Indexed on: 01 Feb '12Published on: 01 Feb '12Published in: Cancer journal (Sudbury, Mass.)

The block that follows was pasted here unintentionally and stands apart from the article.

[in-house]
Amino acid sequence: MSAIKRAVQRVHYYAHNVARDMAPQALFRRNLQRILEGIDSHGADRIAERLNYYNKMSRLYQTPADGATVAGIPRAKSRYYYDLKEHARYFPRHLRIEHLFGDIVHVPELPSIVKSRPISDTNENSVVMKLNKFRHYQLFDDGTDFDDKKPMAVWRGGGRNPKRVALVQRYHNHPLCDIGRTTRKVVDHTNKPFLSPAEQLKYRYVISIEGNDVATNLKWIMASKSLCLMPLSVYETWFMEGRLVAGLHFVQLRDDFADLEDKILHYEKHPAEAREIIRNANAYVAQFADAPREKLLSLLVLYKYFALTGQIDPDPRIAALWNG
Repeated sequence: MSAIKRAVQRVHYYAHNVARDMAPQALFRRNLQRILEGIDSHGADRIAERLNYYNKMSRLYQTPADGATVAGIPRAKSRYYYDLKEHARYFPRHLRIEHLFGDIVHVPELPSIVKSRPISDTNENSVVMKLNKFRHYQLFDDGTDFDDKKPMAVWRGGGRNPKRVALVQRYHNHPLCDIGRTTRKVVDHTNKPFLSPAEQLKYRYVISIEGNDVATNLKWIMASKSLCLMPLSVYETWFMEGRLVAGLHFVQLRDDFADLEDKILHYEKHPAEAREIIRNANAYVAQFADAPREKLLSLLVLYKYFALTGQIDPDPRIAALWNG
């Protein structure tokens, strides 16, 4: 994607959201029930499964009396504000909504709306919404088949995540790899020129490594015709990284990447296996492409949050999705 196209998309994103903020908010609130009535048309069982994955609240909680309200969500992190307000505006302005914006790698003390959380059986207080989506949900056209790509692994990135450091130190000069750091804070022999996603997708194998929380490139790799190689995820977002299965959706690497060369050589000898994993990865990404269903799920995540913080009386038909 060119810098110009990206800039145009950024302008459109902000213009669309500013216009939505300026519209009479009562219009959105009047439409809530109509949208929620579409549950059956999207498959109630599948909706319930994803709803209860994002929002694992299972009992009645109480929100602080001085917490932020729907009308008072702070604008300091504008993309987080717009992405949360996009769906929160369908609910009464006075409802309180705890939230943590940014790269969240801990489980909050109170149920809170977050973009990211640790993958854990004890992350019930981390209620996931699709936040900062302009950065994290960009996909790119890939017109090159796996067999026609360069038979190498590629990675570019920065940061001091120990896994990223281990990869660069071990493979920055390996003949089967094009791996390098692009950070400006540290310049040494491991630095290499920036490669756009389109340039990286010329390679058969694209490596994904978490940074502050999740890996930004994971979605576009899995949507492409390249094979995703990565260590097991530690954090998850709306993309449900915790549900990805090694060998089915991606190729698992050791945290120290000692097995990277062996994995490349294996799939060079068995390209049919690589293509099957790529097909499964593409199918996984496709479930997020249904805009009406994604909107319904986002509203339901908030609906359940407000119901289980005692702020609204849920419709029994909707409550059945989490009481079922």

This study aimed to evaluate the changes in outcome for men with localized prostate cancer treated with definitive external beam radiation therapy during a 20-year period at a comprehensive cancer center.We categorized 2675 men with prostate cancer treated at MD Anderson Cancer Center with definitive external beam radiation therapy with or without androgen deprivation therapy into 3 treatment eras: 1987 to 1993 (n = 722), 1994 to 1999 (n = 828), and 2000 to 2007 (n = 1125). To help adjust for stage migration, patients were stratified according to risk group as defined by the National Comprehensive Cancer Network. Biochemical (Phoenix definition), local, distant, and any clinical failure, prostate-cancer specific survival, and overall survival were analyzed according to the Kaplan-Meier method.Median age was 68.5 years and median follow-up was 6.4 years. Fewer men in the most recent era had high-risk disease, and a higher proportion received 72 Gy or higher (99% vs 4%) and androgen deprivation therapy (60% vs 6%) than the earliest era. All risk groups treated in the modern era experienced improved rates of biochemical, local, and distant failure. In high-risk patients, decreased rates of distant failure and clinical failure led to improved prostate cancer-specific survival and overall survival. Local control was improved for intermediate- and high-risk patients, with a trend toward improvement in low-risk patients. On multivariate analysis, recent treatment era was closely correlated with a dose of 72 Gy or higher and treatment with androgen deprivation therapy and predicted for lower rates of biochemical, local, and distant failure. Androgen deprivation therapy, higher dose, and more recent treatment era predicted for improved prostate cancer-specific survival.During the last 20 years of prostate cancer irradiation, disease control outcomes have improved in all patients, leading to improved prostate cancer-specific survival and overall survival for men with high-risk disease. This may reflect advances in workup, staging accuracy, and prostate cancer treatment in the modern era.